Sunday, October 25, 2015
Policy analyst calls on govt to establish metals reserve bureau
By Stuart Lisulo |
Updated: 24 Oct,2015 ,10:00:00
THE government should consult the IMF and World Bank to develop a metals reserve bureau that would help reduce dollar dependency and insulate Zambia against external shocks, says Humphrey Mulemba.
And the Zambia Institute for Policy Analysis and Research says the government needs to act swiftly to manage the country’s public debt, which has doubled to over 40 per cent of GDP in five years.
Commenting on Zambia’s risk of falling into debt distress owing to the increasing public debt position as pointed out by the IMF, Mulemba, an independent policy analyst, stated that the government needs to take an innovative approach in seeking external financing that would help reduce US dollar dependency, currently hinged on copper exports, to repay the country’s mounting debt stock.
The government’s issuance of a US$1.25 billion Eurobond in July pushed the country’s external debt stock to over US$6 billion, shifting Zambia’s position closer to the suggested threshold of 40 per cent for developing countries.
“An innovative idea is to seek the Bretton Woods institutions’ help to develop a metals reserve bureau alongside the sinking fund proposed in the 2016 budget; this is to help Zambia reduce dollar dependency. The idea of the metals bureau is to ring fence the forex denominated debt only against the basket of metals as opposed to it being extended to the performance of the kwacha,” he stated in response to a press query. “The reason being that metals are dollar-based and hold more currency equivalent stability than the Zambian kwacha.”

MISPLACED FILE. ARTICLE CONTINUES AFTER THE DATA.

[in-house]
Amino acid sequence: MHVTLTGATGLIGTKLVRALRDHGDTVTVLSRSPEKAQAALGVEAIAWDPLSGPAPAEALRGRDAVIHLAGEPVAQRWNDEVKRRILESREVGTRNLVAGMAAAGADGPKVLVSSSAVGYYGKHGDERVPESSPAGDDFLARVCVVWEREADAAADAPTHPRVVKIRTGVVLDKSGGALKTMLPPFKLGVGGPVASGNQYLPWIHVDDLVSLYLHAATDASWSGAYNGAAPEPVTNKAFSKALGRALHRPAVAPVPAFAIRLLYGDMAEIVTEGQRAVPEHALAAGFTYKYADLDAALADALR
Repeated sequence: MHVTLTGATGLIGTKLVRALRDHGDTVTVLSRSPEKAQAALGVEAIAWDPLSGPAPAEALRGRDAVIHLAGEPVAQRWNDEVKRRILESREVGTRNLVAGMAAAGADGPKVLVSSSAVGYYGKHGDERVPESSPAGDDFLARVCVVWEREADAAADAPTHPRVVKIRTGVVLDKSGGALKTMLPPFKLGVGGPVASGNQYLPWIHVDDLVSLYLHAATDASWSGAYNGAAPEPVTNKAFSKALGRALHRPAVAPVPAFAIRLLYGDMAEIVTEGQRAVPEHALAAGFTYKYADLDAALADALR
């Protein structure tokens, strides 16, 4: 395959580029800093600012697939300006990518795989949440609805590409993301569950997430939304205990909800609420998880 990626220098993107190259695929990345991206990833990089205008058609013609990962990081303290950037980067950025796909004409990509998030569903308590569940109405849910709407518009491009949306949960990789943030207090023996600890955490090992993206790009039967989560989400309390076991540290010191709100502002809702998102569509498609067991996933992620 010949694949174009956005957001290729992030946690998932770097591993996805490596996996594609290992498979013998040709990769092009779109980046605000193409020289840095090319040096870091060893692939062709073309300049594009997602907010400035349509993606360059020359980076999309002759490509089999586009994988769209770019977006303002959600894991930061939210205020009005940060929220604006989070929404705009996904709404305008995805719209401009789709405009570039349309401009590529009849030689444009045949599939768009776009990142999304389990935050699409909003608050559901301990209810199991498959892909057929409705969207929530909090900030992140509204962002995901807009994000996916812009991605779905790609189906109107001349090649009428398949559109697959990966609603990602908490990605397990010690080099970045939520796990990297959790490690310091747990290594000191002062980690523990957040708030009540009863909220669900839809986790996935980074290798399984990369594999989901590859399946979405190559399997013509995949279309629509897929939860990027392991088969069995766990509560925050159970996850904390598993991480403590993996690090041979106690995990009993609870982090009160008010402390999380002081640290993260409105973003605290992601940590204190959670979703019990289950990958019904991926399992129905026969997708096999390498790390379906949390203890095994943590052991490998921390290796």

Mulemba said the metals bureau could be developed through the IDC and ZCCM-IH, which would help in debt repayments and insulate against external shocks.
“The pool of metals chosen will be based on the comparative advantage of Zambia and can be achieved through the IDC in collaboration with ZCCM-IH. This will help cushion the current situation and further develop a rigorous system that will be able to sustain future shocks as experienced in the recent past,” he added.
And Mulemba, formerly a policy analyst for the Civil Society for Poverty Reduction (CSPR), warned that the consequences of continued external borrowing amid a devalued kwacha would make repayments more expensive.
“With a depreciating kwacha, the payment rates in forex for international loans will become more and more expensive, potentially eroding the financial base of the country to fund development projects,” said Mulemba.
And ZIPAR executive director, Dr Pamela Nakamba-Kabaso, stated in a press statement that the government needed to urgently act to manage the country’s mounting public debt stock.
“The last 5 years have seen the debt-to-GDP ratio grow from 20 per cent to 41 per cent of GDP in 2015, which is just about the sustainable threshold of 40 per cent of the GDP,” stated Dr Nakamba-Kabaso in the local think-tank’s reaction to the 2016 national budget.